Democrats have argued they will need control of Congress and the White House to make any of their more ambitious visions a reality.

Deep partisan divisions over climate change remain a significant obstacle.

While 89 percent of left-leaning respondents to the Pew survey said the federal government is doing too little on climate change, just 35 percent of right-leaning respondents agreed.

And polling over the years has found that wildfires and hurricanes have an inconsistent effect on voter perceptions about climate change, with concerns sometimes ticking up but sometimes ticking down after major natural disasters.

“It has been a peculiar aspect of this policy debate that even as more and more people stop denying and understand that climate change is real and catastrophic and perhaps existential, there is this feeling that, ‘Gee we can’t do anything about it,’ ” Kamarck said.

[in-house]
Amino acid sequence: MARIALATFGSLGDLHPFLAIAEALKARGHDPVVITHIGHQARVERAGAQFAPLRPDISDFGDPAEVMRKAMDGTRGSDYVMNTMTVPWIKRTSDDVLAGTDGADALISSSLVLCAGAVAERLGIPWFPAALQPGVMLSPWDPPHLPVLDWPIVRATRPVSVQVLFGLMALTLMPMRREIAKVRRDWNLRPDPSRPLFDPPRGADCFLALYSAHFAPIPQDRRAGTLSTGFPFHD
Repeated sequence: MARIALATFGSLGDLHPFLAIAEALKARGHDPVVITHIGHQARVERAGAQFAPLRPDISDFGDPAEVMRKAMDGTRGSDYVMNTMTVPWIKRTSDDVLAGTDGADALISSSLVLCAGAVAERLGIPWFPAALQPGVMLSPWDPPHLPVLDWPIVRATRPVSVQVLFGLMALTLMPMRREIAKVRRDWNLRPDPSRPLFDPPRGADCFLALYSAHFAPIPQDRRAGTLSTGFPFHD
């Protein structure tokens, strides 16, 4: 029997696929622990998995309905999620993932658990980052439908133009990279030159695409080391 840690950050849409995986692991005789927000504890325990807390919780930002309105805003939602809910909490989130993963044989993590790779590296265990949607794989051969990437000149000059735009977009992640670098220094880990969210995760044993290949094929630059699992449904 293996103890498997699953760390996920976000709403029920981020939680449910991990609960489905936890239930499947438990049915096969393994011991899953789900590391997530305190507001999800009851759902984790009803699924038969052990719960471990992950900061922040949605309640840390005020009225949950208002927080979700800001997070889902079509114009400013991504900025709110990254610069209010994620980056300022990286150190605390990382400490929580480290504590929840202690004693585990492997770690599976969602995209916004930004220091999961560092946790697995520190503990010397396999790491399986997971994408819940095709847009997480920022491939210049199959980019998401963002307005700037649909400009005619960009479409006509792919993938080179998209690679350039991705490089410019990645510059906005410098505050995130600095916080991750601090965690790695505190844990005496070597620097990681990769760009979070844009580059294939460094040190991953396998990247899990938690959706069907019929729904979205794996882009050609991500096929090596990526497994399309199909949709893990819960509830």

But she believes that attitudes will shift as younger voters with a stronger grasp of climate change science and a more global perspective begin to fill a larger portion of the electorate.

“One of the fundamental rules of politics is you can't ask people to give up something today for something that may or may not happen to you tomorrow,” Kamarck said.

“Young is not static,” she said. “The younger generation, as they grow into ages where they vote a lot, this will be a more important issue than it has been now.”